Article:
Wreck of the Five Masted Schooner "William Carnegie"

Footnotes to Long Island History

Wreck of the Five-Masted

Schooner ‘William Carnegie’


Thomas R. Bayles


            It was on May 1, 1909 that the five masted schooner “William Carnegie,” bound from Norfolk, Va. To Portland, Me., went ashore on a sand bar off East Moriches at about the same spot where the “Miles M. Merry” was wrecked a short time before.  She was sighted very early in the morning, dangerously close to toe beach, and the usual custom signals were burned by the life saving crew on shore to warn the crew of the schooner of her danger, but the schooner soon struck the bar.

            Three life saving crews from the Moriches, Potunk and Forge River stations assembled on the beach but they were unable to launch their boats due to the heavy seas.  Repeated attempts were made to launch a boat but each time it was capsized.  Attempts to shoot a line over the stranded schooner also failed as the outer bar where she grounded was about a half mile off shore.  Seeing that all efforts to reach the stranded schooner were hopeless, word was sent for the revenue cutter “Mohawk” stationed at Staten Island, to come to the rescue.

            Seeing that all efforts of the life saving crews on shore were hopeless, Capt. Mitchell Reed and mate George McClellan, with their crew of nine men launched a small boat with the 11 men in it and put out to sea beyond the line of breakers, as their vessel was getting such a pounding by the heavy seas that she was liable to break up at any time.  Head on to the sea the yawl could be seen riding safely anchored nearly a mile off shore, but as far from help as though in mid-Atlantic.

            Capt. Charles T. Gordon of the Moriches life saving station was in charge of the combined crews, as the Carnegie struck in his district.  Capt. Isaac Gildersleeve of the Potunk station was the first to volunteer to try to get the Moriches station’s self bailing life boat through the surf.  With the aid of the three crews the boat passed the first line of breakers but was capsized before she reached the inner bar.  The life savers tried nine times to shoot a line with the Lyle gun to the stranded craft, but were unable to reach her.  When the schooner’s crew left in the small boat they took with them a dedge anchor and after getting about a mile off shore anchored head on to the seas and waited for rescue for the seas to go down so they could land on shore.  The failure of the life savers to get their boat through the surf showed them that any attempt to land with their men aboard would be useless.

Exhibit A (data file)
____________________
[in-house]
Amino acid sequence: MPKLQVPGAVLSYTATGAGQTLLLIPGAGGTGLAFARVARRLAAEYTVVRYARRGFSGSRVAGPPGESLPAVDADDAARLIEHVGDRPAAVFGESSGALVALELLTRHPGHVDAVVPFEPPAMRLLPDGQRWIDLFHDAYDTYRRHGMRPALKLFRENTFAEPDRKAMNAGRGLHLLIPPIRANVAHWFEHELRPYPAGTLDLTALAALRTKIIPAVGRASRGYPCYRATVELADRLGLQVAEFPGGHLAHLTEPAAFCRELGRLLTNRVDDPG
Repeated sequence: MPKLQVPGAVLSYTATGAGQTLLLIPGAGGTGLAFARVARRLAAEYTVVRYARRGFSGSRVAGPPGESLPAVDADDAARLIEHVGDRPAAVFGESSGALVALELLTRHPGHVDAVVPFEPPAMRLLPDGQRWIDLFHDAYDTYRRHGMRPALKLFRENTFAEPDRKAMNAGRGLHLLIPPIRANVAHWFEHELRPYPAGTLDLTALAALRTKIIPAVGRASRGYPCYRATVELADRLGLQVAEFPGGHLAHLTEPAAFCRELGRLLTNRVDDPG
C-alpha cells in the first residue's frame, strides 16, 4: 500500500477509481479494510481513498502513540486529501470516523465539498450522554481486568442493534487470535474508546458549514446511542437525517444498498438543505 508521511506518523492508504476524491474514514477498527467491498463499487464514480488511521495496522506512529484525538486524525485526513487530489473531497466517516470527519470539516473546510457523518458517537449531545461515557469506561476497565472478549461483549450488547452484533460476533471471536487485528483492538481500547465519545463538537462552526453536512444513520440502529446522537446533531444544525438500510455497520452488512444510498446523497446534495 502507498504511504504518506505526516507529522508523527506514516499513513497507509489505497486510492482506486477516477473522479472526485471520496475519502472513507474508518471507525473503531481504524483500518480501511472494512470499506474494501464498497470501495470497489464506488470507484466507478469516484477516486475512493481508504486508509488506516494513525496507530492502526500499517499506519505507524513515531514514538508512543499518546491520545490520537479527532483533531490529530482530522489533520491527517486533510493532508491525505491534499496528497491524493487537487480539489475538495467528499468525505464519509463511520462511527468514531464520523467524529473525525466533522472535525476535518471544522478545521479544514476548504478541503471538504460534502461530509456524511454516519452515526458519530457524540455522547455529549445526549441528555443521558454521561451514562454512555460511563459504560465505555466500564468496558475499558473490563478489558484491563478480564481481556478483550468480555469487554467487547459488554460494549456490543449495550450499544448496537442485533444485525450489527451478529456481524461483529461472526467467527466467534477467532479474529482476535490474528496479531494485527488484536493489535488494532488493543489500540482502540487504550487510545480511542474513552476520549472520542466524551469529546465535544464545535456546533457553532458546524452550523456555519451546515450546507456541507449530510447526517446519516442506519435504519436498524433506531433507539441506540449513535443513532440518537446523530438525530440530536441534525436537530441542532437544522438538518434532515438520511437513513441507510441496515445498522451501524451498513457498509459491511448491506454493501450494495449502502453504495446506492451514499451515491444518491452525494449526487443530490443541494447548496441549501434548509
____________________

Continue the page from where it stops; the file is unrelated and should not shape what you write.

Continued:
The “Mohawk” left Stapleton, S.I., about 11 and reached the wreck late in the afternoon.  Three times they tried to come alongside the small boat so as to take the crew aboard but were unable to do so on account of the heavy seas.  Then a large quantity of oil was poured on the sea and it smoothed the crests of the waves like magic, and at the fourth attempt they were successful in taking the weary men aboard the cutter and gave them food and dry clothing, as they had been unable to get anything to eat for 13 hours.  The “Mohawk” landed safely the entire crew of the Carnegie at Stapleton the next morning.

            The “William C. Carnegie” was built in Bath, Me., in 1906, and was rigged as a five-masted schooner of 2,380 tons displacement.  Her owners were J. S. Winslow & Co. of Portland, Me., who were heavily interested in shipping and owned more than 40 schooners of various sizes.  Capt. Clark of Portland, representing the owners, gave the life saving crews all that remained of the wrecked ship.  The deck houses were washed off and the hull badly broken, but the spars remained in position with some of the sails still hanging.

            This was another chapter in the history of the many ships being wrecked along the southern coast of Long Island around the turn of the century, and of the thrilling attempts at rescue made by the heroic crews of the life saving stations along the ocean beach.



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